PI: Pontus Giselsson (LU).
Generative adversarial networks (GANs) are generative networks designed to learn probability distributions of training data. They consist of two deep neural networks with opposite objectives. One network, the generator, generates new fake data instances, while the other, the discriminator, evaluates them for authenticity. This adversarial structure gives rise to training problems with saddle-point structure. These are inherently different from standard deep neural network training (minimization) problems and are considered very difficult to train. A reason is that stochastic gradient descent (SGD), that works well for standard deep learning training, is often blindly applied to also train GANs. SGD, and its deterministic counterpart gradient descent, may fail to converge even on very simple convex-concave saddle-point problems. This research program will provide a strong mathematical foundation for training of GANs. A starting point will be a recently submitted paper [CV:paper[S1]] by the project proposer. It introduces the novel mathematical concept of nonlinear resolvents, and a nonlinear forward-backward method. Two, among many, special cases of the proposed method are forward-backward-forward splitting (FBF) and the extra-gradient method (EG) that both can solve saddle-point problems. Our framework opens up a completely new research direction in large-scale optimization and it sheds new light on how FBF and EG work. This project will take the first steps into this research direction with one long term objective being to devise algorithms that efficently and realiably can train GANs.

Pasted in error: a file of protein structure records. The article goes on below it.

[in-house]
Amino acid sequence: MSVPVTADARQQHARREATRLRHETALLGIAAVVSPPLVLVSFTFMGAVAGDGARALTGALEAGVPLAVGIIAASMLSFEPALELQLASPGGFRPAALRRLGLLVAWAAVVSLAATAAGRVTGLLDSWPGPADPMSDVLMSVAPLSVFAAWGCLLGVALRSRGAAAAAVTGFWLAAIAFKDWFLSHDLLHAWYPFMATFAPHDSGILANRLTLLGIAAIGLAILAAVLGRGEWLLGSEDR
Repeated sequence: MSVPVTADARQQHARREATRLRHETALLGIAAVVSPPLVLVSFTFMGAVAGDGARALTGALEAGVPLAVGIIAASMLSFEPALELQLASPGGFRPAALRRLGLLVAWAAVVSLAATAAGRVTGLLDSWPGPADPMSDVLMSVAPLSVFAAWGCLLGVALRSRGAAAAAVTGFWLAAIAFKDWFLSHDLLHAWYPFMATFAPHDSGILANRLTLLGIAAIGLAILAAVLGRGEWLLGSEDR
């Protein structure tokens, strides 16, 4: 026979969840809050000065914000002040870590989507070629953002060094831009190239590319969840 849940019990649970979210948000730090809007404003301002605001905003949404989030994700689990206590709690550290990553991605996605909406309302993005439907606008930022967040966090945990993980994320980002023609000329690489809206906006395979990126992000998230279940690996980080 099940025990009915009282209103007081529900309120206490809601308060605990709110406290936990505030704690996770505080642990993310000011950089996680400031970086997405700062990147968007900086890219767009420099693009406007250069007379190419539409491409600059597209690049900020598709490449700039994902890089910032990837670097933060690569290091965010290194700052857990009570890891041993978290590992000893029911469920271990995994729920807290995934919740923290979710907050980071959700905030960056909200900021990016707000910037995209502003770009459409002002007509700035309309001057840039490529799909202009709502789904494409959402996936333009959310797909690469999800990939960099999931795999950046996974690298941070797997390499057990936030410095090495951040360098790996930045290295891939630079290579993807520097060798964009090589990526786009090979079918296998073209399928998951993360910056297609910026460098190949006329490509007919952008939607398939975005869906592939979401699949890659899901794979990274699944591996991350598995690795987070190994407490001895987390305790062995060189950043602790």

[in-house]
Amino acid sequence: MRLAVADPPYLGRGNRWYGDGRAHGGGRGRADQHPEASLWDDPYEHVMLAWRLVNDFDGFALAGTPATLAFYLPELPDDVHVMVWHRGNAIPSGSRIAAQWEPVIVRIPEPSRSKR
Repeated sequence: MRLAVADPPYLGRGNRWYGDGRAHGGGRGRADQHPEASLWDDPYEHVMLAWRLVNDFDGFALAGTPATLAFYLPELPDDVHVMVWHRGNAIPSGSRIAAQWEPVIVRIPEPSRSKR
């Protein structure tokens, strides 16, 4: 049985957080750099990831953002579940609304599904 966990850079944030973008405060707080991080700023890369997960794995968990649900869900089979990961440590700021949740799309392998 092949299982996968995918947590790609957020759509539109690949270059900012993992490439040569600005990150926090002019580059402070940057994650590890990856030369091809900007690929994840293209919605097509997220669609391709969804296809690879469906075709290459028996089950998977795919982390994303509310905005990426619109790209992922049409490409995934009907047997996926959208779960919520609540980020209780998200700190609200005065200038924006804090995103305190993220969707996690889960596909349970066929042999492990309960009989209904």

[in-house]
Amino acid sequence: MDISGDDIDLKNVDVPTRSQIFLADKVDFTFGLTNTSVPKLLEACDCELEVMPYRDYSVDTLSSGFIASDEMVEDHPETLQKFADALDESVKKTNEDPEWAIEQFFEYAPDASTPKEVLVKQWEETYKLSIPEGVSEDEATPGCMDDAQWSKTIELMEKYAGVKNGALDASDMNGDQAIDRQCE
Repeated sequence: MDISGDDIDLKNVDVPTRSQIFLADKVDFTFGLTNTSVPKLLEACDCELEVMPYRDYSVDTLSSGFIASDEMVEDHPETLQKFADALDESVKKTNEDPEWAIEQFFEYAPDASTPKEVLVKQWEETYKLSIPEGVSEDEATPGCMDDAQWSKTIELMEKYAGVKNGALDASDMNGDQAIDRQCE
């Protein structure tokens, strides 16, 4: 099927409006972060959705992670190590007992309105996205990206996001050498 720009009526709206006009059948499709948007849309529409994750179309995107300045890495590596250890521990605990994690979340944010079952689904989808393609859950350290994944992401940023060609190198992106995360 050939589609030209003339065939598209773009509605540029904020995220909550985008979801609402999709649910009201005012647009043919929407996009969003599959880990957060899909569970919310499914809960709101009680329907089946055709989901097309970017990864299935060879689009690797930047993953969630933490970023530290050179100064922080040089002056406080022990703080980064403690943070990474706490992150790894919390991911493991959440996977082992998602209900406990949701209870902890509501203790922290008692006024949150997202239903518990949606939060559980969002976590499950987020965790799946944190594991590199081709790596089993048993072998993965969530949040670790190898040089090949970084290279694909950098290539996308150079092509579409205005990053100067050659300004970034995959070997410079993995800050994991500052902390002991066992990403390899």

Project number: A20